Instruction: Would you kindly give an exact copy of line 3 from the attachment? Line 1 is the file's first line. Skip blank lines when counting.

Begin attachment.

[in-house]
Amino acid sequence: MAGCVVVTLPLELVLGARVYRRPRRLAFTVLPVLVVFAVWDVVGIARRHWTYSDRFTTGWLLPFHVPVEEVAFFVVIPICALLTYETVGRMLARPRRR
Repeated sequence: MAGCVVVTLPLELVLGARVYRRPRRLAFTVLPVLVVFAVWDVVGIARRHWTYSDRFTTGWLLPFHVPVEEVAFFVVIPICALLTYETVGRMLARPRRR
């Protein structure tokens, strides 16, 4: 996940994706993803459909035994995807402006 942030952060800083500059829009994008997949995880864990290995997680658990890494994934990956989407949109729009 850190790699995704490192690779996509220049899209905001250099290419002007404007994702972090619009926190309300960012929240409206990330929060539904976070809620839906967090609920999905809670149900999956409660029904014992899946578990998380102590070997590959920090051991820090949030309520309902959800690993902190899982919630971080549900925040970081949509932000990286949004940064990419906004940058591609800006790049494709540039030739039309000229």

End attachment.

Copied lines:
Repeated sequence: MAGCVVVTLPLELVLGARVYRRPRRLAFTVLPVLVVFAVWDVVGIARRHWTYSDRFTTGWLLPFHVPVEEVAFFVVIPICALLTYETVGRMLARPRRR